According to Samsung, it made 90 per cent of the 3D TVs sold in Europe in the first half of 2010. That doesn't surprise us, as the company was one of the first to have 3D hardware ready to sell, and it also launched more 3D models than any other company. Selling loads of something isn't necessarily indicative of quality, so has the company created a raft of brilliant hardware, or just a slew of average TVs?
To get a better idea, we got Samsung to lend us a 46-inch UE46C7000. This £1500 3D LCD with LED backlighting is quite likely to be one of the company's most popular TVs, as it's more affordable than larger models and will fit in more homes.
Thin, light and super gorgeous
As with most LED TVs, the C7000 is ludicrously thin and stylish. Samsung is still at the forefront of TV design, and we're always amazed that each year it produces something new and different to the previous generation. Whatever your current TV looks like, you'll get a kick out of this C7000 -- it's a beauty.
The only downside to its size is that most cables -- except, thankfully, HDMI -- need breakout adaptors. This is because the TV doesn't have much space for full-size cables. These adaptors are all provided, but they do make the back of the TV look a mess and add an extra point of failure to the system, too.
Size is everything
When it comes to 3D, the bigger your TV, the better. 3D works best when the screen is big and close to your eyes. This is because the illusion of depth is lost as soon as your eye wanders outside the boundary of the screen. Sit too far away from a 3D TV and the effect will be lost somewhat. In our testing room, which is far from huge, we found ourselves leaning forward to get a little more of that 3D effect.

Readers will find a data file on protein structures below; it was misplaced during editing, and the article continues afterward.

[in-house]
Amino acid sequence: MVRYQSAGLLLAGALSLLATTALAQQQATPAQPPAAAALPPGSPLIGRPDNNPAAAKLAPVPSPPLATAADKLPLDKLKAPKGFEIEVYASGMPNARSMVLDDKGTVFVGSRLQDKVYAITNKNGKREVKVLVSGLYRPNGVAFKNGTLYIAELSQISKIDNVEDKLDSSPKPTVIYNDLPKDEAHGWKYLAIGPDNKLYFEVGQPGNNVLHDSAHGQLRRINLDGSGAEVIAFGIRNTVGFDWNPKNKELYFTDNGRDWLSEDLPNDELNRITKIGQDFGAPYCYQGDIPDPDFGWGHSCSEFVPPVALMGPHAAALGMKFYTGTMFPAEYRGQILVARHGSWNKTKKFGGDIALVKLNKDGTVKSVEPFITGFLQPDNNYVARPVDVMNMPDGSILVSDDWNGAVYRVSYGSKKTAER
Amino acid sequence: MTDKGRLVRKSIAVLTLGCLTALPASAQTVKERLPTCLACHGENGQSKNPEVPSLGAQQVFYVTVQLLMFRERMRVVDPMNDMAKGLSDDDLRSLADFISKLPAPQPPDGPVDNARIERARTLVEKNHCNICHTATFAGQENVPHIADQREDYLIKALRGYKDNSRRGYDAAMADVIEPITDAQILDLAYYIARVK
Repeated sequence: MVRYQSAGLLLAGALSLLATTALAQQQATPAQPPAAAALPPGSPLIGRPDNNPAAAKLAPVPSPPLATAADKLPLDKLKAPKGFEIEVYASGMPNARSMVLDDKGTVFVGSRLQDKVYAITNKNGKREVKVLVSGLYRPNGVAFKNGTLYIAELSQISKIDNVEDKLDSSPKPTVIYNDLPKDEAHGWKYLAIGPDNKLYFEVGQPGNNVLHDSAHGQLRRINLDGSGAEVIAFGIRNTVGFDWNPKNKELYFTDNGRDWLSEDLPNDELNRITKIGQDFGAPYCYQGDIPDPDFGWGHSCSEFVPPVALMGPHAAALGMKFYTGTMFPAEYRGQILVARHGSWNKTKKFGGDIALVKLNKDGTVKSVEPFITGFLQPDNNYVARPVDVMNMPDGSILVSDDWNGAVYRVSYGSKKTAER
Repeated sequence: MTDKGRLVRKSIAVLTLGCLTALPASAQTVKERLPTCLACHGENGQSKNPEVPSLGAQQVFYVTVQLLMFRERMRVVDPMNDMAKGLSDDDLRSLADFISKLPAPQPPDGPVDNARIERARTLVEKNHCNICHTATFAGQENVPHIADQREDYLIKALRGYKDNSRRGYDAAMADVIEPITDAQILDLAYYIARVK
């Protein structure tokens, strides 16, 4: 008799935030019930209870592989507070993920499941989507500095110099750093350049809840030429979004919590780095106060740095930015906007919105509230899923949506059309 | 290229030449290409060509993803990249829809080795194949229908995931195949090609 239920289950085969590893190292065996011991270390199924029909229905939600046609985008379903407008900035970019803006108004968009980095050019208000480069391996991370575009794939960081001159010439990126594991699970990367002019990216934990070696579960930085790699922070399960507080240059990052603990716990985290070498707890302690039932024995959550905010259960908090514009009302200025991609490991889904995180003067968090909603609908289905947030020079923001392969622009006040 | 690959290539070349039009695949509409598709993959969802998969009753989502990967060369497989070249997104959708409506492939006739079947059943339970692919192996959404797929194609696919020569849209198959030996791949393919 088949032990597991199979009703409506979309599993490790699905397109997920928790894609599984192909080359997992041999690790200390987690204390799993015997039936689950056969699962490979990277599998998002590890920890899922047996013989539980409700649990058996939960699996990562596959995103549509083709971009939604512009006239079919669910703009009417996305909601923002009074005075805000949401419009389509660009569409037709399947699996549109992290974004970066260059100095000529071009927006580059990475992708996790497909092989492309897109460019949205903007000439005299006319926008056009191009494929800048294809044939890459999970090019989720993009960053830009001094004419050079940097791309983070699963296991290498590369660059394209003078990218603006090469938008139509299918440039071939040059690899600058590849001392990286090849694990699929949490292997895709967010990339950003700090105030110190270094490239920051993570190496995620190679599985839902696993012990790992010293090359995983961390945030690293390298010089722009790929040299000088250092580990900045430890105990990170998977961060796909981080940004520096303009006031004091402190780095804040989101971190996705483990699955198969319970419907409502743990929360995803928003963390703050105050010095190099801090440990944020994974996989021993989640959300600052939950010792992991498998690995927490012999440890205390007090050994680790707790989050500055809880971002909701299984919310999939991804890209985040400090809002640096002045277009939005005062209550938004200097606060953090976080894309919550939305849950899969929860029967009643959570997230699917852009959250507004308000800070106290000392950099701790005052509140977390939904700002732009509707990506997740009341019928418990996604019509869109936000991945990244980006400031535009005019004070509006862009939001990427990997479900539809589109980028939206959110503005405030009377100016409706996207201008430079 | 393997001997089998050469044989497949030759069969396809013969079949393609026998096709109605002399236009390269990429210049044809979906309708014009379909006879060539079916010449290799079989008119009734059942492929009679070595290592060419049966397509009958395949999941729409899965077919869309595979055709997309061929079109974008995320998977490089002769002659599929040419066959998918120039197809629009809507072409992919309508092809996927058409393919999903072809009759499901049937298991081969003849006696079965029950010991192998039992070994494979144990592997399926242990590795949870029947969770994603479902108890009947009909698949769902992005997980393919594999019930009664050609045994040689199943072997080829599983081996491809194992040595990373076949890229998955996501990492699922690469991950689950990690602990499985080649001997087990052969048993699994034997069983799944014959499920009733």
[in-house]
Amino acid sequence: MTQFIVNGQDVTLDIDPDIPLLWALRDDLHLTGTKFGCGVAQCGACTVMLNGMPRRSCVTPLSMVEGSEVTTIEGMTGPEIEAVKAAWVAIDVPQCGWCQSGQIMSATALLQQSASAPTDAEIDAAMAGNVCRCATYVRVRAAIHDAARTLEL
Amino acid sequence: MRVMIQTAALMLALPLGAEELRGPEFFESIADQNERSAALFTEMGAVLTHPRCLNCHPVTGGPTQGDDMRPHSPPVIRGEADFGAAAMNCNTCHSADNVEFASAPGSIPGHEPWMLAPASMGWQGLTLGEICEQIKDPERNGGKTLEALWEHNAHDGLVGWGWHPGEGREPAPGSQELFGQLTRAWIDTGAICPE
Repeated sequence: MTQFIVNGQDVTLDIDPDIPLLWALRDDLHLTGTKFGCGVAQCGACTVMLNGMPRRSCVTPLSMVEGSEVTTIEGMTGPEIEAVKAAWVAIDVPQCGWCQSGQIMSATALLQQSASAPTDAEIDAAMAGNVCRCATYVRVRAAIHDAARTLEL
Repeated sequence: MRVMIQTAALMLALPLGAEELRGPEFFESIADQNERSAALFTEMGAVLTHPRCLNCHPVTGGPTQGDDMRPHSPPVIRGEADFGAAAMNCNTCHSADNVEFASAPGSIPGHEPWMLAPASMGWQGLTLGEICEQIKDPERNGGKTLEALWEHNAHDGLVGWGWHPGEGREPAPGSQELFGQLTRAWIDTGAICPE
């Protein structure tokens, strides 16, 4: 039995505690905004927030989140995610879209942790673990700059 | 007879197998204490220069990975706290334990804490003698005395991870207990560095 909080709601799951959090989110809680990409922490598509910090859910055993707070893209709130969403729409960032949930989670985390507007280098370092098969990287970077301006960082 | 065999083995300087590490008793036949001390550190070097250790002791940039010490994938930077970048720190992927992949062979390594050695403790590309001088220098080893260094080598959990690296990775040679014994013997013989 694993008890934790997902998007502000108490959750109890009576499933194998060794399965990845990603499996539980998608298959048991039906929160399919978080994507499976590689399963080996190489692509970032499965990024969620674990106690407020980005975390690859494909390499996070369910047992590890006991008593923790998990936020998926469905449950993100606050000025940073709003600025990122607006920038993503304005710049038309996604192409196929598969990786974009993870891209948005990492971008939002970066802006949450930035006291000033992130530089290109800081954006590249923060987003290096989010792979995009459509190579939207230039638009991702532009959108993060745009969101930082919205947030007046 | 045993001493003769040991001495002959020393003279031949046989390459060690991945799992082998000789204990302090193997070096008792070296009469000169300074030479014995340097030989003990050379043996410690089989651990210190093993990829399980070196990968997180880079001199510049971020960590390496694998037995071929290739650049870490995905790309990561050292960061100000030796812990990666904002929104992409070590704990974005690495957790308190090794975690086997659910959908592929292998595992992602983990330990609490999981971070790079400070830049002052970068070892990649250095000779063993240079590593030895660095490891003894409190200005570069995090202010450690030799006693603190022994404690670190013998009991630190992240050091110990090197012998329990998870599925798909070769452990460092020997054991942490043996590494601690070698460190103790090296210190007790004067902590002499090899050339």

If you're room is of medium or large size, then we'd suggest that this TV might not be large enough for your needs. If you're not buying it for 3D viewing, however, this is not such an issue.
Ghosting in the machine
In the past, we found Samsung's 3D TVs suffered more than most with ghosting. With 3D, the image you see is made up of two separate pictures, each with a slightly different perspective. The TV generates the 3D effect by showing these images one after the other, and the glasses shut off all the light to one eye at a time. If the TV can't refresh the on-screen image quickly enough, your left eye will get a fraction of a millisecond to see the image intended for the right eye. When this happens, you'll see ghosting around the picture.
On the C7000, this problem was present, but not too severe. We noticed it most during Cloudy With a Chance of Meatballs, as Flint and Sam are heading over the hills to the jelly castle. Since the two characters appeared small and in the distance, they suffered very severe ghosting. With other material, it's much less noticeable and unlikely to trouble you all that much.
2D picture quality
A stand-out feature of this TV was its superb picture quality. Give this telly a high-quality standard-definition source and it really shines. HD channels that send upscaled SD material look terrific on this set because there's less compression on these channels and therefore less mess for the TV to descramble.
Even so, feed it a normal, low-quality Freeview channel and it's perfectly happy to show a detailed, colourful and pleasant-looking image. HD channels are, as you would expect, lovely to look at, with loads more detail than standard channels. A Blu-ray source will, of course, top them all. With a good-quality disc, you'll see masses of detail and incredibly rich and vibrant colours. The TV does a really good job here -- its in animation and vivid movies that an LED backlight shines.
The TV does cope well with more reserved material, too. Use the 'movie' mode to add a more muted effect to the pictures, but be prepared for a slightly yellow hue to the image. This might sound unpleasant, but we find it's the best out-of-the-box picture mode for watching films.
Purists should make sure to turn off Samsung's movie motion compensation mode, because it will render the footage low-rent and more like a cheap home video than a multi-million-dollar Hollywood movie.
One other note: when we ran a Freeview HD tuner through to the TV via HDMI, sometimes the TV seemed to mis-process the image for a second or so. This made the incoming video look like film. It was only very brief and didn't happen often, but if you're an external PVR user, it might irritate you.